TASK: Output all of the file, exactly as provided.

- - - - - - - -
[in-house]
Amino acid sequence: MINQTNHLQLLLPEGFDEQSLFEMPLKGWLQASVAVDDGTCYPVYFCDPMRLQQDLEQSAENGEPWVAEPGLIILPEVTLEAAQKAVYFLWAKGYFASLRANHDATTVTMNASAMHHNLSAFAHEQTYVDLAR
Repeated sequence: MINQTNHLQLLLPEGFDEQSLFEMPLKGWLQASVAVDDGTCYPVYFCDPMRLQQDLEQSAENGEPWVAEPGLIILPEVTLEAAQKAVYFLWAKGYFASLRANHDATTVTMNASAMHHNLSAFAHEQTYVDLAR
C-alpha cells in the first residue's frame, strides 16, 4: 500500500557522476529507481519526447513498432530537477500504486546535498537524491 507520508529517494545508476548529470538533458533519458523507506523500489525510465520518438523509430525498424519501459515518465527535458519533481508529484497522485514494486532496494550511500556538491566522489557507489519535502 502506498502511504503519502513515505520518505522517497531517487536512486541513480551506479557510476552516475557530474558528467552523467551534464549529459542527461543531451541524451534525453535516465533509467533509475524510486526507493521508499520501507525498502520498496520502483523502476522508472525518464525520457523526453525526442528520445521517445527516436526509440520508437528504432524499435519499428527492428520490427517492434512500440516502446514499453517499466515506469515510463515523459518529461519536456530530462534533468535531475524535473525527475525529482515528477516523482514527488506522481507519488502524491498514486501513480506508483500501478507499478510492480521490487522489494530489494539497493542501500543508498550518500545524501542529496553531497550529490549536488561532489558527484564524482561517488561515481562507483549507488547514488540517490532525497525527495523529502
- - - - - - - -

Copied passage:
[in-house]
Amino acid sequence: MINQTNHLQLLLPEGFDEQSLFEMPLKGWLQASVAVDDGTCYPVYFCDPMRLQQDLEQSAENGEPWVAEPGLIILPEVTLEAAQKAVYFLWAKGYFASLRANHDATTVTMNASAMHHNLSAFAHEQTYVDLAR
Repeated sequence: MINQTNHLQLLLPEGFDEQSLFEMPLKGWLQASVAVDDGTCYPVYFCDPMRLQQDLEQSAENGEPWVAEPGLIILPEVTLEAAQKAVYFLWAKGYFASLRANHDATTVTMNASAMHHNLSAFAHEQTYVDLAR
C-alpha cells in the first residue's frame, strides 16, 4: 500500500557522476529507481519526447513498432530537477500504486546535498537524491 507520508529517494545508476548529470538533458533519458523507506523500489525510465520518438523509430525498424519501459515518465527535458519533481508529484497522485514494486532496494550511500556538491566522489557507489519535502 502506498502511504503519502513515505520518505522517497531517487536512486541513480551506479557510476552516475557530474558528467552523467551534464549529459542527461543531451541524451534525453535516465533509467533509475524510486526507493521508499520501507525498502520498496520502483523502476522508472525518464525520457523526453525526442528520445521517445527516436526509440520508437528504432524499435519499428527492428520490427517492434512500440516502446514499453517499466515506469515510463515523459518529461519536456530530462534533468535531475524535473525527475525529482515528477516523482514527488506522481507519488502524491498514486501513480506508483500501478507499478510492480521490487522489494530489494539497493542501500543508498550518500545524501542529496553531497550529490549536488561532489558527484564524482561517488561515481562507483549507488547514488540517490532525497525527495523529502